This site is now read-only. You can find our new documentation site and support forum for posting questions here.
Be sure to read our welcome blog!
GATK on BIGstack for local HPC infrastructure
Broad-Intel Genomics Stack (BIGstack) is an end-to-end, optimized solution on Intel hardware for analyzing genomic data. It provides an efficient way to run pre-packaged, optimized workflows, including the GATK Best Practices workflows.
BIGstack’s software stack includes two components developed by Intel for efficient and scalable execution of genomics workflows: GenomicsDB and the Genomics Kernel Library (GKL). GenomicsDB is a data store for genomic variants. It is based on the TileDB array storage manager, a system for efficiently storing, querying, and accessing sparse and dense matrix/array data. GKL is a collection of common, compute-intensive kernels used in genomic analysis tools. Intel and The Broad Institute worked together to identify these kernels in GATK, and experts across Intel optimized the kernels for Intel architecture.
BIGstack also includes support to run other open-source libraries of genomic analysis tools: Picard, BWA, and Samtools. These tools perform a wide variety of tasks, from sorting and fixing tags to generating recalibration models. Users specify the files to be analyzed, what tools they want to use, and the order in which the execution engine (Cromwell) performs the tasks using Workflow Description Language (WDL) files.
Guide to running GATK on a local HPC
We provide here a resource to guide you around the relevant documentation you need to get GATK up and running on your local high-performance computing (HPC) environment.
Intel can provide guidance on hardware reference designs for running secondary analysis. Some basic guidance can be found here. For more information, please have your system administrator contact their Intel representative.
If you want to run GATK on your own system, you’ll need to get acquainted with WDL, a community-driven user-friendly scripting language, and Cromwell, an open-source workflow execution engine that can connect to a variety of different platforms through pluggable backends.
In this guide, you will find instructions and links for installing all prerequisites and tools necessary for running GATK on a system of your choosing:
- Before you start: Assumptions and prerequisites
- Install prerequisites
- Install GATK and non-GATK tools
- Install and configure Cromwell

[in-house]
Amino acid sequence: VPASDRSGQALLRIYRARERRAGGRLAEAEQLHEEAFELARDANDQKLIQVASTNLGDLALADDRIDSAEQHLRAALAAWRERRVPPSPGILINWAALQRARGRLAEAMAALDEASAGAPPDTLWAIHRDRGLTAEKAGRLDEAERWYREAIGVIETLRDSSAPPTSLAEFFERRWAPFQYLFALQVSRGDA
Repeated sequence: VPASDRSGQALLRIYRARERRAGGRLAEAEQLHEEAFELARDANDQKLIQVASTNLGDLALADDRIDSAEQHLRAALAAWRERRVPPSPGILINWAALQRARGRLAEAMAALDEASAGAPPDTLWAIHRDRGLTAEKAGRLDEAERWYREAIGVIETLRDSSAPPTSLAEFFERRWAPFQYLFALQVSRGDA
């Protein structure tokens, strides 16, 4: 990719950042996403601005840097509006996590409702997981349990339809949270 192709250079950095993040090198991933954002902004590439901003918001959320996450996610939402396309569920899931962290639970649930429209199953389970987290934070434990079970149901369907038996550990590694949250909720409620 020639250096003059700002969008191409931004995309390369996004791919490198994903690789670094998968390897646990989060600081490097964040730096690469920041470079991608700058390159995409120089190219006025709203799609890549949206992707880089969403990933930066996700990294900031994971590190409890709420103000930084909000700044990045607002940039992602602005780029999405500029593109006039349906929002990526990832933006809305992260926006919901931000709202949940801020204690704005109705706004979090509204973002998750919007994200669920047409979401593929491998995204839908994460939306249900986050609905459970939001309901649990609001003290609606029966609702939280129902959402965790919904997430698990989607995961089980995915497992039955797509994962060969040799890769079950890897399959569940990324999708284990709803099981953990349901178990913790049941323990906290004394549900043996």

- Run a sample workflow
- Access GATK WDLs for running on-premises
Before you start: Assumptions and prerequisites
The GATK documentation explains software dependencies for running GATK.
We make the assumption that a job scheduler is already installed. Cromwell supports running GATK on different infrastructure backends, including HPC job schedulers. SLURM is recommended; please see the Cromwell docs for a full list of supported HPC job schedulers.
When running GATK on an HPC cluster, all prerequisites listed below should be installed on the Application or Head Node. Cromwell should also be installed on this Application Node. WDLs, JSONs, datasets, and tools (GATK and non-GATK) should all be installed on a shared file system, or a drive accessible by all Compute Nodes. An overview of what gets installed where can be found here.
Here is a list of prerequisites you should install:
- Git: A version control system for tracking changes to open-sourced services.
- Java: Required to run Cromwell.
- sbt: Required to compile Cromwell.
- MySQL: Used by Cromwell for persistent storage.
- Docker: Used by Cromwell to run introductory tutorial; can be used to run full workflows.
- MariaDB: an alternative to MySQL, uses same commands - plays well with Fedora OS, for call caching (the ability to bypass running tasks that have previously succeeded)
Install GATK and non-GATK tools
You’ve got your environment set up and you are ready to rock
The GATK Quick Start Guide takes you through the simple steps for installing GATK and testing that it works.
There are non-GATK tools that you will need to install as well, see the links below to help you get started:
Install and configure Cromwell
Run a sample workflow
Write and run a simple WDL script as a smoke test
Run a sanity check using HaplotypeCaller
The hello_gatk.wdl runs HaplotypeCaller in GVCF mode. The workflow analyzes alignment data in BAM format and produces GVCF variant calls. The sample data to use for this test run can be found here.
Open up the inputs file,
hello_gatk.inputs.json, to check that it is filled out already. You may need to . adapt the paths depending on where you put the data files. Absolute file paths are preferred.
Run hello_gatk.wdl. Note that you have to change the path from hello_world in the previous steps to hello_gatk.
java -jar /gatk/my_data/jars/cromwell-38.jar \ run /gatk/my_data/hello_gatk/hello_gatk.wdl \ -i /gatk/my_data/hello_gatk/hello_gatk.inputs.json
Access GATK WDLs for running on-prem
At this point you should be ready to run your own workflows on your local HPC. You can download the official and up-to-date WDL scripts here. The scripts have been validated with Cromwell v36.